J. Cheryl Exum (“A King Fit for a Child: The David Story in Modern Children's Bibles,” 241–59) considers how it is possible to tell Bible stories in a manner suitable for small children. She observes that the many collections of Bible stories for children make decisions about how to present “unsavory” material. The solutions range from simple omission to tasteful reshaping. Her review of the collections focuses on two questions: (1) Do the retellings give a sense of the complexity of David's character and the ambiguity of his motives during his rise from shepherd boy to king over Israel? (2) How do these retellings deal with “unsuitable material,” in particular David's crimes of adultery and murder and the dire misfortunes that befall his house as punishment? She concludes that the omissions and softenings produce a David who is better man, but one who is less complex, less interesting, and less appealing than the character in the Bible. They also create a “better ” but less interesting God. She goes on to demonstrate that children's books do not have to have a simplistic view of the world.

In “Michal and David: Love between Enemies?” (260–70) Athalya Brenner constructs a sketch of Michal and David's relationship. She observes, however, that this is difficult because information about Michal is not only fragmentary but also only provided in relation to various male figures. Brenner therefore arranges the fragments in such a way that they will make sense for “her,” not only for her male kin, thereby offering different perspectives on her relationship to David, Saul, and Jonathan.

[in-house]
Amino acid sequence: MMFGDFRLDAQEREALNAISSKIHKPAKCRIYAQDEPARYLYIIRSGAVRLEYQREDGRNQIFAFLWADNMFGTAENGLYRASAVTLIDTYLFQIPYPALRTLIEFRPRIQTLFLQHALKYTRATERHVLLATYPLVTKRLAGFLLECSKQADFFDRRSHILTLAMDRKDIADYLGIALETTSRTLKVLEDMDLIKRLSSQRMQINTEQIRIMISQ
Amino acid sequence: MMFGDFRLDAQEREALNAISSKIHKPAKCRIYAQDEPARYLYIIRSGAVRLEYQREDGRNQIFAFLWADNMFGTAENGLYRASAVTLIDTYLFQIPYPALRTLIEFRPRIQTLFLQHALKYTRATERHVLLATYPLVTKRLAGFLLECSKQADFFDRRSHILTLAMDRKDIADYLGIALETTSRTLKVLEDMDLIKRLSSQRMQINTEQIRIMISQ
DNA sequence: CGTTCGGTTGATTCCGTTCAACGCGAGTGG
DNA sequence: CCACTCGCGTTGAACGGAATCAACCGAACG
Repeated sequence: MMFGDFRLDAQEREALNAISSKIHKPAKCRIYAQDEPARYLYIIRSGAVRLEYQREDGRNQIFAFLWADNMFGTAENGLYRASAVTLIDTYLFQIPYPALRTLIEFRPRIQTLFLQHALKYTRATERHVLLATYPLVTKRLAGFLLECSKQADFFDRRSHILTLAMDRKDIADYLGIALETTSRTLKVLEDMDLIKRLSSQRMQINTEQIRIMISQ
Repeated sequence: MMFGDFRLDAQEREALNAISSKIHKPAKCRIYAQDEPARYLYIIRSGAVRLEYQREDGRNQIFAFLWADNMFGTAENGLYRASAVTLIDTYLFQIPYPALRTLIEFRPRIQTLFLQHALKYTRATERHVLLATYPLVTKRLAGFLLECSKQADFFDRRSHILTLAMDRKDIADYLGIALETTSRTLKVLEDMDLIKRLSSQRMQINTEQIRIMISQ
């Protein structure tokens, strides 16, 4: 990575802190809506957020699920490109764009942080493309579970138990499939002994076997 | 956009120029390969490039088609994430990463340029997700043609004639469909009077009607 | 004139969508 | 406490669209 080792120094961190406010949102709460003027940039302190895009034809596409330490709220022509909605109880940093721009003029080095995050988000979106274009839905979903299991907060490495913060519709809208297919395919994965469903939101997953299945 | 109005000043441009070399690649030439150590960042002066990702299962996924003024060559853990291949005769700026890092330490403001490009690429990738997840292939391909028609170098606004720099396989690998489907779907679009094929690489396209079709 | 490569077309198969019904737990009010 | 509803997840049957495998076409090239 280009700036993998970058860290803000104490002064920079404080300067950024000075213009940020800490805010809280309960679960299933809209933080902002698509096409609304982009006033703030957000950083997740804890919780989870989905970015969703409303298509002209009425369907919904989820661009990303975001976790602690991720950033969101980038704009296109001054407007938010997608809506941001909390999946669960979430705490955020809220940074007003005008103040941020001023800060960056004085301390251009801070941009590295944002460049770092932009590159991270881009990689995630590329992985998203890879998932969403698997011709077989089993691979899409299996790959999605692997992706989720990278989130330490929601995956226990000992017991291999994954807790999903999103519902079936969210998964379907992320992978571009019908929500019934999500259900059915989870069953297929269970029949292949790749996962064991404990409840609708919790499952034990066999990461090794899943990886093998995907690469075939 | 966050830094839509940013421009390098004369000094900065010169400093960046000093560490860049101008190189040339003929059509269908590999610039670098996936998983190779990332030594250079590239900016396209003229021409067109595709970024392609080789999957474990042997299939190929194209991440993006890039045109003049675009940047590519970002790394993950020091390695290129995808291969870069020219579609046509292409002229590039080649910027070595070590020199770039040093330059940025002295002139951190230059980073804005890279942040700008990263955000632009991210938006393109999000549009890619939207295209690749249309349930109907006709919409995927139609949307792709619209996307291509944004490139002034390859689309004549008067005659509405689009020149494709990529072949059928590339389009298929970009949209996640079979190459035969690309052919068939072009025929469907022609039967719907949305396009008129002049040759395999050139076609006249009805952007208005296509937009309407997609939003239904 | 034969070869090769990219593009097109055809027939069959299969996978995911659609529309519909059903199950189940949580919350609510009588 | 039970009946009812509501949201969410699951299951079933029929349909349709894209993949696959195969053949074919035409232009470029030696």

In Part V, Judith E. McKinlay uses the methodological tools of literary, feminist, and ideological criticism, in the context of postcolonial reading of biblical narratives. Her “Through a Window: A Postcolonialist Reading of Michal” (273–88) reads the Michal narrative in dialogue with the historical novel The Book of Secrets by Fiona Kidman. She concludes that 2 Sam 6:12b–23 displays the hope that dominating powers will not have the last word because there is always another view through the window.

In “David W[e]aves” (289–301) Jione Havea argues for an understanding of storytelling as a cooperative effort whose primary purpose does not lie in sharing information. It should instead be viewed as an event in which people find meanings, identities, and realities that transform in each retelling, depending on how the listeners chart the course of the story. He employs this approach for the retelling of the story of Bathsheba as a story with multiple voices.

The volume provides a very good representation of recent scholarship on king David in the wake of David M. Gunn. He was on the forefront of three revolutions in the interpretation of David: narrative criticism and biblical narratology beginning in the late 1970s, feminist criticism and gender theory in the 1980s and early 1990s, and the current rise of cultural studies and reception history. These perspectives are well represented in the volume by the various scholars and provide a good picture of the influence of Gunn's scholarly efforts.

Johannes Klein, Fagaras, Romania